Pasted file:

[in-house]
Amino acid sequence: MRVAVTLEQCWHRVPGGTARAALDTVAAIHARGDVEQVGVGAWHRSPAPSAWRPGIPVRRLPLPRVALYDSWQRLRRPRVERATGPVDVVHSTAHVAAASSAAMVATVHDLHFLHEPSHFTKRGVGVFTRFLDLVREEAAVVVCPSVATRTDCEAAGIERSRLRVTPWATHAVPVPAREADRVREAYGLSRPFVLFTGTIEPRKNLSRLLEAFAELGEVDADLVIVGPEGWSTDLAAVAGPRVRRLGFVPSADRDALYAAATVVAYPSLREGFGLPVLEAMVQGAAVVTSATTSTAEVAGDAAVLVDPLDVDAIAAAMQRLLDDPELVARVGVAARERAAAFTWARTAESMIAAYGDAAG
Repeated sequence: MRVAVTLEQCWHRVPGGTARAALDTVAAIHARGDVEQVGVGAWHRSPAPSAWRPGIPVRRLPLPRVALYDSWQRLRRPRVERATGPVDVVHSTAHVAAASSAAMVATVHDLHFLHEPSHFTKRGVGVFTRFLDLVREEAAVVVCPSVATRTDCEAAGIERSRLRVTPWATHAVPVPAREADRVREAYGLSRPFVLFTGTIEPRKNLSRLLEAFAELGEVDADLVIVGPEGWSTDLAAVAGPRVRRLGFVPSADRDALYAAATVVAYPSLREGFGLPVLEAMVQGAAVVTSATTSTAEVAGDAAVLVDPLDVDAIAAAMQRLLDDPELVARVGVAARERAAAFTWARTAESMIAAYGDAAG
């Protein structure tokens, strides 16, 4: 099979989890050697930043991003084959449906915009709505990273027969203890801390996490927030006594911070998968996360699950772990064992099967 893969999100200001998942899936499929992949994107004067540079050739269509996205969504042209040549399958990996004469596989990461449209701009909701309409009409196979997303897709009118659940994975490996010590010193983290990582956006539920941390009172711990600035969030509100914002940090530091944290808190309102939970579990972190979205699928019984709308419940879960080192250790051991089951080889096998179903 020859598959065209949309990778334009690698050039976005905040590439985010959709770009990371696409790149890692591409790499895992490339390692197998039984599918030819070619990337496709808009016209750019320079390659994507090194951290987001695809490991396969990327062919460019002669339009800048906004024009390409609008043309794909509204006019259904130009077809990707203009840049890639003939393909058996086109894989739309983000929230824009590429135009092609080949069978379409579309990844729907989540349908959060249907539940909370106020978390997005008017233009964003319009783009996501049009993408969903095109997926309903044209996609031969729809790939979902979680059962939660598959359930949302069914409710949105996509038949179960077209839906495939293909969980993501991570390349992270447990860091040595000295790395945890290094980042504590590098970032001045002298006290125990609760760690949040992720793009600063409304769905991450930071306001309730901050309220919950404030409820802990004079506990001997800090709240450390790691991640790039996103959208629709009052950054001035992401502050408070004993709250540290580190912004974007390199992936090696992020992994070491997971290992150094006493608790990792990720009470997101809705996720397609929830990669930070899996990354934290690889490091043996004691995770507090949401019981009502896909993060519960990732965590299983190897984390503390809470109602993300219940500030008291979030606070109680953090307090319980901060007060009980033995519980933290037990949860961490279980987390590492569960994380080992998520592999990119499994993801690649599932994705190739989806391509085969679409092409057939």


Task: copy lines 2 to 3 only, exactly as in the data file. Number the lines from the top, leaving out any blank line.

Amino acid sequence: MRVAVTLEQCWHRVPGGTARAALDTVAAIHARGDVEQVGVGAWHRSPAPSAWRPGIPVRRLPLPRVALYDSWQRLRRPRVERATGPVDVVHSTAHVAAASSAAMVATVHDLHFLHEPSHFTKRGVGVFTRFLDLVREEAAVVVCPSVATRTDCEAAGIERSRLRVTPWATHAVPVPAREADRVREAYGLSRPFVLFTGTIEPRKNLSRLLEAFAELGEVDADLVIVGPEGWSTDLAAVAGPRVRRLGFVPSADRDALYAAATVVAYPSLREGFGLPVLEAMVQGAAVVTSATTSTAEVAGDAAVLVDPLDVDAIAAAMQRLLDDPELVARVGVAARERAAAFTWARTAESMIAAYGDAAG
Repeated sequence: MRVAVTLEQCWHRVPGGTARAALDTVAAIHARGDVEQVGVGAWHRSPAPSAWRPGIPVRRLPLPRVALYDSWQRLRRPRVERATGPVDVVHSTAHVAAASSAAMVATVHDLHFLHEPSHFTKRGVGVFTRFLDLVREEAAVVVCPSVATRTDCEAAGIERSRLRVTPWATHAVPVPAREADRVREAYGLSRPFVLFTGTIEPRKNLSRLLEAFAELGEVDADLVIVGPEGWSTDLAAVAGPRVRRLGFVPSADRDALYAAATVVAYPSLREGFGLPVLEAMVQGAAVVTSATTSTAEVAGDAAVLVDPLDVDAIAAAMQRLLDDPELVARVGVAARERAAAFTWARTAESMIAAYGDAAG